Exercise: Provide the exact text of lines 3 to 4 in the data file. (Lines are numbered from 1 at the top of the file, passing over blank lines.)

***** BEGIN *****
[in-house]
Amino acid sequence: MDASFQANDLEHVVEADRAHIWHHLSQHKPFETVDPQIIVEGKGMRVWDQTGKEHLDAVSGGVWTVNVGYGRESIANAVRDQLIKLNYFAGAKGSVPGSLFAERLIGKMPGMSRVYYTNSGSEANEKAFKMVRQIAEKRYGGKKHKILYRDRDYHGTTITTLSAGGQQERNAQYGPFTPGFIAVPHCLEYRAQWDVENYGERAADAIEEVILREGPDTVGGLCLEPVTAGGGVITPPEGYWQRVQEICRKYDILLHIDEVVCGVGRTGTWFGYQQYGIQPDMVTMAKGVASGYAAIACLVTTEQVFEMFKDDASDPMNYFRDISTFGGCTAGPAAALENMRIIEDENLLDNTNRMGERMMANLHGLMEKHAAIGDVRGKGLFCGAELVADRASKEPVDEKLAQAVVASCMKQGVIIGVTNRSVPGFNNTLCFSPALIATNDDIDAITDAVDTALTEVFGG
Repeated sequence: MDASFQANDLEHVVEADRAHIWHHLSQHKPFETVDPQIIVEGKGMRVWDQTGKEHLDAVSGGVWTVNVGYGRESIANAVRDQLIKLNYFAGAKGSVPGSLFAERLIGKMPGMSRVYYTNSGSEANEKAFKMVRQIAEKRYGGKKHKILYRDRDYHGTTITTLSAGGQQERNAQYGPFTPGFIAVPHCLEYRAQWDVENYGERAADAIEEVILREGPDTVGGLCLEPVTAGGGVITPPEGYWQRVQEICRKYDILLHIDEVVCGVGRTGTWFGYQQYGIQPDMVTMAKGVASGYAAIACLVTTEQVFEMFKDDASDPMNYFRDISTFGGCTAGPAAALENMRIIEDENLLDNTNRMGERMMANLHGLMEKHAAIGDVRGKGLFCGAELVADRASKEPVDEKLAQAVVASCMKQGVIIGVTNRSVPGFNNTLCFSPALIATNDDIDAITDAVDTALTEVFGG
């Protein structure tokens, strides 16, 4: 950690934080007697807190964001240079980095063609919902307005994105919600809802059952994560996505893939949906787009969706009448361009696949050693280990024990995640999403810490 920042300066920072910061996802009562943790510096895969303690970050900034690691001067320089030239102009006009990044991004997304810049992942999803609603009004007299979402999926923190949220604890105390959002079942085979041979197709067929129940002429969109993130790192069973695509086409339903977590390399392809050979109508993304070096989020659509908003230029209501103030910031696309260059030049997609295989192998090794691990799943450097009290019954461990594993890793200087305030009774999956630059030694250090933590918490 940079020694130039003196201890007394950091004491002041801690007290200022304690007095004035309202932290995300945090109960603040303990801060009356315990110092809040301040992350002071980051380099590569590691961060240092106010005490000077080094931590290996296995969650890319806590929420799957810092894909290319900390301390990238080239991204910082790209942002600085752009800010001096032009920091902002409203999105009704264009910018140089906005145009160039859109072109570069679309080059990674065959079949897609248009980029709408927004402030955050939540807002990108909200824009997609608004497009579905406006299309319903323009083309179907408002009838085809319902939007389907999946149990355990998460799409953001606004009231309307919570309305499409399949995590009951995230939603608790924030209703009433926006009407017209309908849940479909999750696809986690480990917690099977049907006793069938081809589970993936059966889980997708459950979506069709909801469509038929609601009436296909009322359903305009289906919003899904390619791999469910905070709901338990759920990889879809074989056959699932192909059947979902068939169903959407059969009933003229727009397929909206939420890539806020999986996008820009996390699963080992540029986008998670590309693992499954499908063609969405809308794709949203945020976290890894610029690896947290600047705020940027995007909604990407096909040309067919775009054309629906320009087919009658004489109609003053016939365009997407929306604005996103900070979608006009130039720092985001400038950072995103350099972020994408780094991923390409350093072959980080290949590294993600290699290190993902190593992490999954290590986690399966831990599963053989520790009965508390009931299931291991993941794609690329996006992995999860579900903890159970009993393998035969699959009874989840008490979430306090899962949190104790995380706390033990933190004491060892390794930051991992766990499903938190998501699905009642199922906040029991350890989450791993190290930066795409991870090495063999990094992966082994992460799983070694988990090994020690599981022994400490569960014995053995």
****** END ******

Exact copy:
Repeated sequence: MDASFQANDLEHVVEADRAHIWHHLSQHKPFETVDPQIIVEGKGMRVWDQTGKEHLDAVSGGVWTVNVGYGRESIANAVRDQLIKLNYFAGAKGSVPGSLFAERLIGKMPGMSRVYYTNSGSEANEKAFKMVRQIAEKRYGGKKHKILYRDRDYHGTTITTLSAGGQQERNAQYGPFTPGFIAVPHCLEYRAQWDVENYGERAADAIEEVILREGPDTVGGLCLEPVTAGGGVITPPEGYWQRVQEICRKYDILLHIDEVVCGVGRTGTWFGYQQYGIQPDMVTMAKGVASGYAAIACLVTTEQVFEMFKDDASDPMNYFRDISTFGGCTAGPAAALENMRIIEDENLLDNTNRMGERMMANLHGLMEKHAAIGDVRGKGLFCGAELVADRASKEPVDEKLAQAVVASCMKQGVIIGVTNRSVPGFNNTLCFSPALIATNDDIDAITDAVDTALTEVFGG
């Protein structure tokens, strides 16, 4: 950690934080007697807190964001240079980095063609919902307005994105919600809802059952994560996505893939949906787009969706009448361009696949050693280990024990995640999403810490 920042300066920072910061996802009562943790510096895969303690970050900034690691001067320089030239102009006009990044991004997304810049992942999803609603009004007299979402999926923190949220604890105390959002079942085979041979197709067929129940002429969109993130790192069973695509086409339903977590390399392809050979109508993304070096989020659509908003230029209501103030910031696309260059030049997609295989192998090794691990799943450097009290019954461990594993890793200087305030009774999956630059030694250090933590918490 940079020694130039003196201890007394950091004491002041801690007290200022304690007095004035309202932290995300945090109960603040303990801060009356315990110092809040301040992350002071980051380099590569590691961060240092106010005490000077080094931590290996296995969650890319806590929420799957810092894909290319900390301390990238080239991204910082790209942002600085752009800010001096032009920091902002409203999105009704264009910018140089906005145009160039859109072109570069679309080059990674065959079949897609248009980029709408927004402030955050939540807002990108909200824009997609608004497009579905406006299309319903323009083309179907408002009838085809319902939007389907999946149990355990998460799409953001606004009231309307919570309305499409399949995590009951995230939603608790924030209703009433926006009407017209309908849940479909999750696809986690480990917690099977049907006793069938081809589970993936059966889980997708459950979506069709909801469509038929609601009436296909009322359903305009289906919003899904390619791999469910905070709901338990759920990889879809074989056959699932192909059947979902068939169903959407059969009933003229727009397929909206939420890539806020999986996008820009996390699963080992540029986008998670590309693992499954499908063609969405809308794709949203945020976290890894610029690896947290600047705020940027995007909604990407096909040309067919775009054309629906320009087919009658004489109609003053016939365009997407929306604005996103900070979608006009130039720092985001400038950072995103350099972020994408780094991923390409350093072959980080290949590294993600290699290190993902190593992490999954290590986690399966831990599963053989520790009965508390009931299931291991993941794609690329996006992995999860579900903890159970009993393998035969699959009874989840008490979430306090899962949190104790995380706390033990933190004491060892390794930051991992766990499903938190998501699905009642199922906040029991350890989450791993190290930066795409991870090495063999990094992966082994992460799983070694988990090994020690599981022994400490569960014995053995």